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Sanford impeachment unlikely, state legislators say

  • Story Highlights
  • Unless new evidence arises, impeachment not likely, legislators say
  • In S.C., impeachment is for "cases of serious crimes or serious misconduct"
  • Democratic Minority Leader Harry Ott says he's keeping option "on the table"
  • S.C. GOP chairwoman Karen Floyd says it's time to move on
By Peter Hamby
CNN
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COLUMBIA, South Carolina (CNN) -- With South Carolina Gov. Mark Sanford showing no sign that he plans to quit, only one option may be left for critics who want him gone: impeachment.

Lawmakers say Gov. Mark Sanford won't be impeached unless evidence shows he broke the law or abused power.

Lawmakers say Gov. Mark Sanford won't be impeached unless evidence shows he broke the law or abused power.

But legislators on both sides of the aisle in South Carolina believe that the chances of ousting Sanford with an impeachment vote are slim, unless new evidence arises showing that the governor broke the law or abused his power by secretly leaving the state to visit his mistress.

Democrats, long in the minority in both the state House and Senate, won't have the votes to pass such a measure when the legislature reconvenes in January. And Republicans appear to have little appetite for another embarrassing political mess, especially in an election year.

Perhaps most important: Members of both parties say that for the time being, there is little evidence that Sanford did anything impeachable.

"If he decides to open his mouth again, and starts telling us about other revelations, then maybe something will come up," said Democratic state Rep. Boyd Brown. "But right now I don't see it."

The power of impeachment in South Carolina, according to the state constitution, is reserved for "cases of serious crimes or serious misconduct in office."

In that state, the impeachment process begins in the House of Representatives. A motion to impeach can be introduced by just one legislator, but the motion would then need to survive a two-thirds vote before being sent to the Senate.

After impeachment proceedings, the Senate would also need two-thirds of its members to vote to remove the governor from office.

Harry Ott, the Democratic minority leader in the House, said he is keeping the impeachment option "on the table" because he hopes any further investigation into Sanford's activities might reveal new information.

The State Law Enforcement Division reviewed Sanford's finances last week, but concluded that he did not use any state money improperly while carrying on his affair. Ott acknowledged that it would be difficult to push for impeachment if nothing else comes to light.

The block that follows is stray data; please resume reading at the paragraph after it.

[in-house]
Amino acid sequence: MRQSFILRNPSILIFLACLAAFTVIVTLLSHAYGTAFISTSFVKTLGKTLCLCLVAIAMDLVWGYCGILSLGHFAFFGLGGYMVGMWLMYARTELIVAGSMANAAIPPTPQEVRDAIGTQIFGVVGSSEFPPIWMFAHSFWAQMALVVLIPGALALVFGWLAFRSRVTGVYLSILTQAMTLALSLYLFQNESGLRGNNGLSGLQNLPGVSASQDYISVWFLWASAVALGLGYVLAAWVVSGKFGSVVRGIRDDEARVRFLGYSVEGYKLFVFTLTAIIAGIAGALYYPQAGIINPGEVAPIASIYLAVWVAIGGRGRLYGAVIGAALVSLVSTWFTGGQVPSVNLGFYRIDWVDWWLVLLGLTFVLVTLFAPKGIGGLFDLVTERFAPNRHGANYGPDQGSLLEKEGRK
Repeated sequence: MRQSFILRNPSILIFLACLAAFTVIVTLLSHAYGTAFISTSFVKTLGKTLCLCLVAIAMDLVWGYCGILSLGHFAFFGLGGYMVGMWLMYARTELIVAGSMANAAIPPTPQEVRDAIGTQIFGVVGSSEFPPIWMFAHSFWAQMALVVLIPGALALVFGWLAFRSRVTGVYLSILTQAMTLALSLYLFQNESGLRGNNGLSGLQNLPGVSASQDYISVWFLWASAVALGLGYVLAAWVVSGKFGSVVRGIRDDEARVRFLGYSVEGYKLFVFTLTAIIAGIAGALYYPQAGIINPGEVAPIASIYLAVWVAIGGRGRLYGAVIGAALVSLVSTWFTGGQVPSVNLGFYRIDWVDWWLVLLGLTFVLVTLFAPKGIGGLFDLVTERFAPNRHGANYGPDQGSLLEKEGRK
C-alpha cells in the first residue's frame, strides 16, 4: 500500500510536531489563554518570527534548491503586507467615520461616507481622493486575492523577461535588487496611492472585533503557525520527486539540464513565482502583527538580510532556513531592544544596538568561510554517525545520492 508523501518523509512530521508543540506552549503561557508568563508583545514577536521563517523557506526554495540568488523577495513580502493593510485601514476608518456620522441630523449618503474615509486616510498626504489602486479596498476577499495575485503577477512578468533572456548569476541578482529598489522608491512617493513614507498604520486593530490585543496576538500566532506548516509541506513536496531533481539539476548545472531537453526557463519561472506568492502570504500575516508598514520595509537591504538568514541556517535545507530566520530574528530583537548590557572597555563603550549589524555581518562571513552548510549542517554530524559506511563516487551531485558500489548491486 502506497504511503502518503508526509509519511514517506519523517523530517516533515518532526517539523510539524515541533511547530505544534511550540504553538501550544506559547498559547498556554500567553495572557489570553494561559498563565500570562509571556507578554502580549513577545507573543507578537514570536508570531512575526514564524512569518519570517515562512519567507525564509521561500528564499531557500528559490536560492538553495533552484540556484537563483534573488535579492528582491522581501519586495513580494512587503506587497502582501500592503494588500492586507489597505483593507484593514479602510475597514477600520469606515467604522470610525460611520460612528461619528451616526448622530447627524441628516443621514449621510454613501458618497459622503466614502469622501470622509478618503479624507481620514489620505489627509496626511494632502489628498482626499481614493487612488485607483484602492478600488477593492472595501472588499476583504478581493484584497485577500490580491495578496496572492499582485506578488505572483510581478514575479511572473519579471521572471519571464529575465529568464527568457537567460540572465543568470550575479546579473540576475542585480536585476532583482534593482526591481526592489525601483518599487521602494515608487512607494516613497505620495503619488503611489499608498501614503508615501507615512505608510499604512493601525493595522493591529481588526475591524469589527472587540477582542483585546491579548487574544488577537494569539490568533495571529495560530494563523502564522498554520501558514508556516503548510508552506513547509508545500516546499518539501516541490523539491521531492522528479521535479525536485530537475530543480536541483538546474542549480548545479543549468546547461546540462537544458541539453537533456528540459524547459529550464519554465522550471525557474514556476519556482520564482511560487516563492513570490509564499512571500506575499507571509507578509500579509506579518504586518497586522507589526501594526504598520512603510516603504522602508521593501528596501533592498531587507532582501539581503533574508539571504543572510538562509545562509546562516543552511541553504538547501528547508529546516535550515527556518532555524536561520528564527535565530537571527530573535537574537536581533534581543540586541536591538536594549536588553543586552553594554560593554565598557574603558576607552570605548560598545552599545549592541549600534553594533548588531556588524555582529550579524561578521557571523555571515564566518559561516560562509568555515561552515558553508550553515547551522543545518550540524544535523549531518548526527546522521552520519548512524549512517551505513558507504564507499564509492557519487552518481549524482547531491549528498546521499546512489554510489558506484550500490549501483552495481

"I think that if no other information comes out between now and January, and if the governor has demonstrated an ability to do the job people have elected him to do, then I don't think there would be a large call for impeachment at this point," he said.

Kenny Bingham, the Republican House majority leader, said Democrats might offer a motion for impeachment next January simply to draw more negative attention to the GOP during the 2010 governor's race. He said the term "serious misconduct" could give Democrats some wiggle room to mount a charge against Sanford and his party.

"That's a wide-open term," Bingham said. "What he did with leaving the state and not telling anyone and not having anyone in charge, is that serious misconduct? To some people that is."

Sanford has taken some of the toughest blows from members of his own party during the two-week saga. But even Republicans who have been vocal in calling for Sanford to step down appear unwilling to try to force him from office.

"My gut feeling is I don't think impeachment is going to happen," said state Rep. Lanny Littlejohn, who was among the first Republican legislators to ask Sanford to resign after the scandal broke. "I don't know if there would be enough votes there to do that."

The sentiment isn't limited to lawmakers. On Monday, the state Republican Party executive committee -- comprised of GOP activists from around the state - voted to censure Sanford. In a statement released shortly after the internal party vote, party chairwoman Karen Floyd said Republicans should move on from the scandal.

Rich Bolen, the chairman of the Lexington County Republican Party, said although many conservative activists think Sanford should resign on his own accord, few want him to be impeached. He said the state party's censure resolution captured the sentiment of party members.

"We want there to be consequences, but we also want to recognize that we don't want to put the state through more tumult to make a point," Bolen said.

Former state GOP chairman Katon Dawson, who has been critical of Sanford, said Republicans and Democrats have little choice if Sanford decides to dig in for the remainder of his term.

"It's always been in Sanford's corner to decide whether to go or stay," said Katon Dawson, the former state GOP chairman. "Public opinion is pretty loud on Sanford, but that is not enough to overturn an election, and that is what you're talking about with impeachment, overturning an election."

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